Chicken Inn

2011 - Ballroom/Venue

In the 1930’s Harold and Elsa Collings owned a small restaurant on the edge of Creston that specialized in serving chicken dinners. The restaurant became so popular that they decided to find a new location and expand operations. In 1936 they located and purchased the perfect spot three miles west of town where there was a small vacant “roadhouse” called “The Maples”. The “Maples” had been closed down several years earlier for selling bootleg liquor during the era of prohibition.

Since prohibition had finally ended, in 1936 Harold and Elsa rebuilt the facility to be used as a restaurant/bar and named it “The Inn”. They raised their own chickens in a pen behind the building which were used in the chicken dishes they prepared as their specialty. The chicken dinners became so famous in the area that the customers, when describing the restaurant, began calling it “The Chicken Inn”. Since then, it has always been known as “The Chicken Inn”, even though, to this day, the sign outside the building only says “The Inn”.

During the 1940’s the Collings developed a unique technique for preparing their chicken and the restaurant became increasingly popular, drawing guests from all over Southwest Iowa , and as far away as Omaha/Council Bluffs. In later years, a rumor began circulating that Colonel Sanders had stopped at the Chicken Inn at some time in the late 40’s on his way from Louisville, KY to Omaha and liked the chicken so much that he copied the Collings’ chicken recipe and used it in a new Kentucky Fried Chicken business he started in 1952. Although no one knows, or necessarily believes, that there is any truth to the story, the rumor only helped the Chicken Inn become that much more popular in the ‘50s and ‘60s.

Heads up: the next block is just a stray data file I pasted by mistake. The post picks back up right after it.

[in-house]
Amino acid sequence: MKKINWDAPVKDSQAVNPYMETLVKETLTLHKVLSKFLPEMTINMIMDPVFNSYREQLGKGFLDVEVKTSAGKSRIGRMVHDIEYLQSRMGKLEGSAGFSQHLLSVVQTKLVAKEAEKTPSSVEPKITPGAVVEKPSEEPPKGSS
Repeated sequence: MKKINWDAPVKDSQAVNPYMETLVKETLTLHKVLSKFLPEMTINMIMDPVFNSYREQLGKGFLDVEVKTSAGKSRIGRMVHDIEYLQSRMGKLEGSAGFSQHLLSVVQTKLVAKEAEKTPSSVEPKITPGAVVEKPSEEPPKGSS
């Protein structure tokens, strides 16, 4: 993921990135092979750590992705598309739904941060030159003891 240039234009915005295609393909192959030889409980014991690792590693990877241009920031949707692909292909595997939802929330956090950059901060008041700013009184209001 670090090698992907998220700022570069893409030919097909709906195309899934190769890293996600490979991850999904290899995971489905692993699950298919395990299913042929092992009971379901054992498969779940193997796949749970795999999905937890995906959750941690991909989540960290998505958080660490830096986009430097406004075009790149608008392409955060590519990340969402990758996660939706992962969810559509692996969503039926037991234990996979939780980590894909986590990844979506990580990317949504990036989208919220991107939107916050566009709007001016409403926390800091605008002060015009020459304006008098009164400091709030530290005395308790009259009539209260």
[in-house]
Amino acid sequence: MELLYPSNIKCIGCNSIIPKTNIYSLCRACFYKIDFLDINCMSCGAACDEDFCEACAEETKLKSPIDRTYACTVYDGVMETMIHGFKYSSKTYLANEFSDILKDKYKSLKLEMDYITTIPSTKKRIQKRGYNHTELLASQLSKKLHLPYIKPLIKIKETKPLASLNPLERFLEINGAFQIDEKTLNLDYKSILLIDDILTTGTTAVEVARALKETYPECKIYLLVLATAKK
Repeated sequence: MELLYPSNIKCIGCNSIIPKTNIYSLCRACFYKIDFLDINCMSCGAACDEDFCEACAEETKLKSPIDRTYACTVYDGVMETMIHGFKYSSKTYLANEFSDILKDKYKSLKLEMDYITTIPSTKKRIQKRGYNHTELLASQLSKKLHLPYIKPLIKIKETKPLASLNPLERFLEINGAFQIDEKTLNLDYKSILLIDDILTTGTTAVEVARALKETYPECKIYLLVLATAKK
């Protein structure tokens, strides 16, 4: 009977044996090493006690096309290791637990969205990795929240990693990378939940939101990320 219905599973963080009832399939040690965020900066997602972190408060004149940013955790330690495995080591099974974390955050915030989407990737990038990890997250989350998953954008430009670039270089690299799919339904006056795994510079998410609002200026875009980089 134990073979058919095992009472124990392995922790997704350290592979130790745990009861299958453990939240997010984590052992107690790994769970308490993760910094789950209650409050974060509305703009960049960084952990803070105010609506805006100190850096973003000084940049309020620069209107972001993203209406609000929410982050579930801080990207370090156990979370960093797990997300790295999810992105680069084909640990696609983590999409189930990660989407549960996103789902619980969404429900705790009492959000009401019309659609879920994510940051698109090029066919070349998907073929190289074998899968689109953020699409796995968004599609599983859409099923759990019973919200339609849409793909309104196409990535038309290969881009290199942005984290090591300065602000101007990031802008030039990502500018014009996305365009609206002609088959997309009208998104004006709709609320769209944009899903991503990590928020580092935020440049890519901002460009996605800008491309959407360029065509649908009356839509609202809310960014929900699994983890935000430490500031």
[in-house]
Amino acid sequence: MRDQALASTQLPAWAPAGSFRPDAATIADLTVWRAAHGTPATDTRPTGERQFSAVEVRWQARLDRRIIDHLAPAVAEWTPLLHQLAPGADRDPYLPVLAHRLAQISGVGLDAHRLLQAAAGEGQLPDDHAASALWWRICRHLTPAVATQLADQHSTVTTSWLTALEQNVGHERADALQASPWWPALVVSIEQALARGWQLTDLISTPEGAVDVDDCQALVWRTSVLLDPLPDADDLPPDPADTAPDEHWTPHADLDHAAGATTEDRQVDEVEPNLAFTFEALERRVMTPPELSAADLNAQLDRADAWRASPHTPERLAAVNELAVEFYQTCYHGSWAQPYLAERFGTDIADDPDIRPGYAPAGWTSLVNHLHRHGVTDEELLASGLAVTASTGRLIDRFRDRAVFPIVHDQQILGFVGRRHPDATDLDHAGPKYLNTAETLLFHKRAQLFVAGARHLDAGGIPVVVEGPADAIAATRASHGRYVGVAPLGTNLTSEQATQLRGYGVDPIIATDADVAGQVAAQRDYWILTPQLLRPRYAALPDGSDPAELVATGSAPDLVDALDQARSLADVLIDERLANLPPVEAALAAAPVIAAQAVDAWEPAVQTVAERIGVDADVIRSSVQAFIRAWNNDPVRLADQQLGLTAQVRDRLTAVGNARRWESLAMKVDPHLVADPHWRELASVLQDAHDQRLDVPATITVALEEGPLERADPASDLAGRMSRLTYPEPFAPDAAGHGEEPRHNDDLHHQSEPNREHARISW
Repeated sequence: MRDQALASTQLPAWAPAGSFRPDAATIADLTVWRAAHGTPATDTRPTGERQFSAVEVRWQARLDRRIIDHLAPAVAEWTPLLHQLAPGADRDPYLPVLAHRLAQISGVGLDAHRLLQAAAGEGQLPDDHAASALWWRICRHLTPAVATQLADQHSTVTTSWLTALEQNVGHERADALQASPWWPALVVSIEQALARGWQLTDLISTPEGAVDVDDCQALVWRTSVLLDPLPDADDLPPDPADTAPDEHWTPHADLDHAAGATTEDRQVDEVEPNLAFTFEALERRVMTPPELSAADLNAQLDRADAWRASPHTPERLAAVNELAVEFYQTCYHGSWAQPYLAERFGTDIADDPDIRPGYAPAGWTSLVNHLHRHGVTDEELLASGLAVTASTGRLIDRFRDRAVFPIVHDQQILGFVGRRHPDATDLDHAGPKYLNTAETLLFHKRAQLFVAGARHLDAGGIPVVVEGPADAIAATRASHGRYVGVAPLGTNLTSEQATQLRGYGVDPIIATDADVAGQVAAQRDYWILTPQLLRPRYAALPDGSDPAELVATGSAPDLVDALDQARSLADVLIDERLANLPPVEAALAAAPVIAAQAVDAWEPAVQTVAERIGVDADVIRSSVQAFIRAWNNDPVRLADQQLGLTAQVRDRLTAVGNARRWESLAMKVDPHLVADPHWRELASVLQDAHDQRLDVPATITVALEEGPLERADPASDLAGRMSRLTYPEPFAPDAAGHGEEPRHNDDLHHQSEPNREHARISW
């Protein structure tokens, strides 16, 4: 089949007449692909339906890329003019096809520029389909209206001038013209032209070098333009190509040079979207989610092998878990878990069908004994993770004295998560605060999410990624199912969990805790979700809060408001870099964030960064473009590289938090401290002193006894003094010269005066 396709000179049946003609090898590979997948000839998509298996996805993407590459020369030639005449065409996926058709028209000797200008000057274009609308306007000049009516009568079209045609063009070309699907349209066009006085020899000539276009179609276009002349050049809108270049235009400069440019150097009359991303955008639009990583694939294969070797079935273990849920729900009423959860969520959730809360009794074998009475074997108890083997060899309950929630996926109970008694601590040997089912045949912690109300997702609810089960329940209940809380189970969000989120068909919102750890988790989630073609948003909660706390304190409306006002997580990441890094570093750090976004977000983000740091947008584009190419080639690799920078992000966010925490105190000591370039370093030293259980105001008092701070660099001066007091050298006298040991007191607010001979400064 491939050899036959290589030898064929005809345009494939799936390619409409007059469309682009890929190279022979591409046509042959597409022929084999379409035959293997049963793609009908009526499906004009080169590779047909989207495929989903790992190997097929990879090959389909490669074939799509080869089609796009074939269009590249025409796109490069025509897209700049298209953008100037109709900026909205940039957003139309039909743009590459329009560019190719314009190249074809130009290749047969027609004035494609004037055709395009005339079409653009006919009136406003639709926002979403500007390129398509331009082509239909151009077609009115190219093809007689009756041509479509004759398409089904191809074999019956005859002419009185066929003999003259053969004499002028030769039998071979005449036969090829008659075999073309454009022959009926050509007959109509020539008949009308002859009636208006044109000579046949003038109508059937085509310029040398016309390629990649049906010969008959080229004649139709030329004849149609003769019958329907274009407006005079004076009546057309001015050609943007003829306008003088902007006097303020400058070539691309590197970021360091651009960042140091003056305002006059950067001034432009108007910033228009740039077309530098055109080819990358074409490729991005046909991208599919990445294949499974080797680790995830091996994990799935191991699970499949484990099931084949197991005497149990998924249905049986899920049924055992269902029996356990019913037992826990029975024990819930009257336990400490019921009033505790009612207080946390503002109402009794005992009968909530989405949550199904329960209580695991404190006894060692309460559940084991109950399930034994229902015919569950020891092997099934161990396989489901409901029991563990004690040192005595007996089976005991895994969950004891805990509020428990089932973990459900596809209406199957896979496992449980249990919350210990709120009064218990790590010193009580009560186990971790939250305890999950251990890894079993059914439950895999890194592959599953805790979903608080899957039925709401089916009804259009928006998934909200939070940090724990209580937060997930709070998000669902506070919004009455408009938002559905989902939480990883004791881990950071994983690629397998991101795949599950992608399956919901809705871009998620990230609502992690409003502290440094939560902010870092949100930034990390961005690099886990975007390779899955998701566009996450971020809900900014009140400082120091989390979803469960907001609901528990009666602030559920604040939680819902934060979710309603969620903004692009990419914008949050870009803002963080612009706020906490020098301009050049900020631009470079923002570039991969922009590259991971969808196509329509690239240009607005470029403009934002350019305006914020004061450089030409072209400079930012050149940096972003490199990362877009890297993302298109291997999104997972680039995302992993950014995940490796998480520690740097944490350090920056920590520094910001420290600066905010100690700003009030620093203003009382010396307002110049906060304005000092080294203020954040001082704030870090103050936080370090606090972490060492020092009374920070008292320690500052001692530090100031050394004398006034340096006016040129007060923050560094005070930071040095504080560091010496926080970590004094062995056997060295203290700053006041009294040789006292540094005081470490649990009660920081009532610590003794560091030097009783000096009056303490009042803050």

In the early 1940’s the Chicken Inn burned down. However, Harold and Elsa rebuilt it, making it much larger by the addition of an open front porch and a large dance floor which was used as a ballroom.  Harold and Elsa’s son, Fred Collings, now from Sioux Falls, SD, also worked with his parents over the years in various positions, including dish washer, salad boy, cook, and eventually, “bouncer”.

In its early stages as a ballroom, local bands played on weekends. Then, as the decade of the 1940’s rolled on, Harold Collings, because of the notoriety of The Chicken Inn, got acquainted with booking agents in Omaha and Chicago who helped him feature big bands who were crossing Iowa at the time. Some of the biggest bands of the day performed there, including Guy Lombardo, Lawrence Welk, Blue Barron (Harry Freidman), and the Sammy Kaye Swing Band.

As the big band era slowed, country music became popular and the Chicken Inn turned to country. Some of the biggest country stars of the ‘50s made appearances there including such names as Kitty Wells, Ray Price, Charlie Pride, Roy Acuff, and Johnnie & Jack.

Finally, in the 60’s and 70’s, the Chicken Inn turned to Rock and Roll and the place was a Southwest Iowa hot spot for the best Rock and Roll bands of that era from the Iowa/Nebraska region. Many Iowa Rock and Roll Hall of Fame bands were scheduled regularly at the Chicken Inn during those years including such groups as The Rumbles, The Notorious Noblemen, The Coachmen, The Crestmen, The Fortes, and The Green Giants, to name just a few, plus most of the popular Rock and Roll bands from Des Moines and other areas of Iowa and Nebraska.

In 1974, the Chicken Inn was sold to Harvey Briles of Creston who continued to operate it for over 30 years as a restaurant/bar/entertainment center and as late as 1979 featured country artist Ernest Tubb and the Texas Troubadours. In the later years, the facility was used in a variety of ways, largely as a rental facility for local events. Eventually it was used as an antique outlet and, today, the Chicken Inn is essentially closed. However it still stands prominently along Highway 34 in Southwest Iowa , reminding all that drive by of its rich history of food and entertainment-big bands, country, and rock and roll.

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